Be Smart. Be Passionate.

As a typical college student, the first question I get is “do you like it?” In my head I’m all: Duh. College is the best place on the planet. In what universe would I not LOVE it?? But out loud it sounds more like: Yes! College is great and I’m really enjoying it. The next question is “What is your major?” Now this one is a little more complicated. My major is special education and I usually get one of three responses:

  1. Oh! My grandma did that!
  2. Yikes. You must be nuts…
  3. Cool! Why special ed?

Why Special Ed? Because I’m smart! When I was little I always thought that if I chose to be a teacher instead of something more study-intensive, like a doctor or mechanical engineer, I would be wasting my talents. When I shared this concern with my mom, she totally changed my mind. She explained that the best and brightest teachers should be instructing special education classes. Those kids need specialized attention, lessons taught in a million different ways and all of that has to happen while you’re trying to advance both life skills and basic curriculum. It takes someone smart to make that all happen successfully.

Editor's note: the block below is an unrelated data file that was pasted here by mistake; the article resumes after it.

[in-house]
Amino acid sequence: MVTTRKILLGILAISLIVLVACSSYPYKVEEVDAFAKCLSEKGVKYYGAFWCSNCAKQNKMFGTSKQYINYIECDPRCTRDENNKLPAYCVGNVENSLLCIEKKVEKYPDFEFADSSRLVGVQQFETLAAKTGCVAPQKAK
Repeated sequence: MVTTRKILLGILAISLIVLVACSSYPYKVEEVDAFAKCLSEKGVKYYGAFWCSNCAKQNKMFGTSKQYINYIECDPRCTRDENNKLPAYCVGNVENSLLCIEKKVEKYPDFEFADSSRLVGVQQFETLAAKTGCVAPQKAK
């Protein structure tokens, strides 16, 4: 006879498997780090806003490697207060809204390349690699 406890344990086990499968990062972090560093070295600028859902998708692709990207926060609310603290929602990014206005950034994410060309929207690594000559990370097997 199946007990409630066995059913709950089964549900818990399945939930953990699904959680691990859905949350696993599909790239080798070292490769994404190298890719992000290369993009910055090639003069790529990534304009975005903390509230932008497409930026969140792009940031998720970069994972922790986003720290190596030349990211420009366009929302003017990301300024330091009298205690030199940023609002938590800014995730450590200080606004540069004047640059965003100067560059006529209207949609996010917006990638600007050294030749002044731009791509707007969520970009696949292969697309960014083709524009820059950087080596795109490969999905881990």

I attribute much of my passion for teaching and special education to my mother. She was a special educator for several years and now serves the department by provided achievement testing as a process coordinator. I grew up in that realm. I am familiar with several disabilities, the lingo used and some of the ways to approach those kinds of students. I like to say that I have a “specialized patience”; I have almost no tolerance for those who are capable, but chose to be lazy, and when it comes to special education students, my outlook is totally different.

Now, at the end of my freshman year, I have no doubts about my future as a teacher. I’m itching to get into my own classroom, working with my own students to become successful people.  The moral of this story is not to doubt your passions. You have to do what makes you happy instead of what you feel like others are pushing you towards. It’s safe to say that yes, I could be doctor, but I sure do not want to be and that would not make me a happy person.

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